Physical exercise strengthens your cardiovascular health. But it’s also good for the brain.
Walking briskly for 20 minutes a day can lower your blood sugar. This in turn spurs blood flow to the brain—and that enables you to think more clearly.
If you set aside daily time for a sustained walk outside or a gym visit, the activity will provide a carryover effect at work. You’ll manage stress better, problem-solve more creatively and feel more energy throughout the day.
Thankfully, sharpening your brainpower need not involve breaking a sweat. Try participating more actively in meetings, whether to answer others’ questions or analyze a strategic decision.
By speaking up, you force yourself to think extemporaneously. Through lively give-and-take, you gather new information and gain insight into your colleagues’ attitudes, concerns and biases. Your engagement with others (especially if you exchange facts, ideas or opinions) helps form new neural pathways in your brain.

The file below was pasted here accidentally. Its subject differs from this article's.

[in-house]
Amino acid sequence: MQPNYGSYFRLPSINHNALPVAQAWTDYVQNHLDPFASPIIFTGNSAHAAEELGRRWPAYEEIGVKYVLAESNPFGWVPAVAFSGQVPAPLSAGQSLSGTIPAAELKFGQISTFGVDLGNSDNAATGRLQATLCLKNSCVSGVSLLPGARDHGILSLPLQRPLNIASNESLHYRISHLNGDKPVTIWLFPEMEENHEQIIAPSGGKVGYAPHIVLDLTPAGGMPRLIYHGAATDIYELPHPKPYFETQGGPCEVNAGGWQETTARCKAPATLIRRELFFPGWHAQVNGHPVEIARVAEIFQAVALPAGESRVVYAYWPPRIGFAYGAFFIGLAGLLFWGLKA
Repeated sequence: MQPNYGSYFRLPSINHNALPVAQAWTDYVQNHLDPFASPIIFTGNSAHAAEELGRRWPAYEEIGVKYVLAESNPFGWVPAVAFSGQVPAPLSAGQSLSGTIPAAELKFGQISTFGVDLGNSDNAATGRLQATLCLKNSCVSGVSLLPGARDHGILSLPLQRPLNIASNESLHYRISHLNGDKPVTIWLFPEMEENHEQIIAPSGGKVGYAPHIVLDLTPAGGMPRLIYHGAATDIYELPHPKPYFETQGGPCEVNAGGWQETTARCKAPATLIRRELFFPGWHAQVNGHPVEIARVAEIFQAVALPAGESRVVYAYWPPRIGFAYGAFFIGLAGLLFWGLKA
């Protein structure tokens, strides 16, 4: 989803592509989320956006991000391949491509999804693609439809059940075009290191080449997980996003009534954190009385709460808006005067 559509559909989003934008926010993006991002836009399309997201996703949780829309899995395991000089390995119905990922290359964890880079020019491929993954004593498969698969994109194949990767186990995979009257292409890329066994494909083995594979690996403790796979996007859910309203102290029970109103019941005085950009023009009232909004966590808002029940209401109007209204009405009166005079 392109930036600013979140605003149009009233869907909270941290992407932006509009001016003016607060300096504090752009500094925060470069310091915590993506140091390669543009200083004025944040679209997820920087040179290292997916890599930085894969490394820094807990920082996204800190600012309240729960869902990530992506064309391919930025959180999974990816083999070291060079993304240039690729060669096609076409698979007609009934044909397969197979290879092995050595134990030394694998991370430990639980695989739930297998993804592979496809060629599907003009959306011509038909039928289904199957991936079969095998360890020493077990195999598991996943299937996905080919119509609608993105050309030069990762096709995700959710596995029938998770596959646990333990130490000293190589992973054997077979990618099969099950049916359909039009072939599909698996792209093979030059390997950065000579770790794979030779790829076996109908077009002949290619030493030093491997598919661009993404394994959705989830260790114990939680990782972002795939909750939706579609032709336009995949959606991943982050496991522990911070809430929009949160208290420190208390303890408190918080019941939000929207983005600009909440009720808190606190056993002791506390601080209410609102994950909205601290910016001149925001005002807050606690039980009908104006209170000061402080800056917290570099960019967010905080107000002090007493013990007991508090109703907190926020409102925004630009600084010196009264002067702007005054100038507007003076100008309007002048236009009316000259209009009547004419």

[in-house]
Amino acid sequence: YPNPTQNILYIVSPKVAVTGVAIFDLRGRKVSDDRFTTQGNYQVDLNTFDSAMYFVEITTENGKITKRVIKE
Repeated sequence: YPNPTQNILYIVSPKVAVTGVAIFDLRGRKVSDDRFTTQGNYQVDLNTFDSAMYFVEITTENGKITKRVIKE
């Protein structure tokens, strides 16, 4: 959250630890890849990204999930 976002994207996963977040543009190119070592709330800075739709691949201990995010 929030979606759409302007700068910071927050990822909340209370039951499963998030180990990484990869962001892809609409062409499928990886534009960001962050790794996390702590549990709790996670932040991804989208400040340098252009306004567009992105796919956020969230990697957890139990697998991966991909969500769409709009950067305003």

When co-workers talk, listen for details and retain them like a sponge. Take notes to record concrete bits of information. Notice others’ nonverbal cues and when they veer from their baseline behavior. By connecting these subtle changes to what they’re saying, you arouse many areas in the brain and promote memory formation.
Fed up? Blame your brain
When you get frustrated after making mistakes or forgetting to do something, you activate the brain’s limbic system. That can prevent lucid thinking. If you’re preoccupied with a harrowing situation at work while ordering from a big lunch menu, you may find it nearly impossible to decide what to eat.
As David Rock writes in Your Brain at Work, “Many of your foibles and mistakes come down to the way your brain is built.” He suggests that the next time you berate yourself for your errors, bad habits or inability to perform at the level you’d like, tell yourself, “Oh, that’s just my brain.”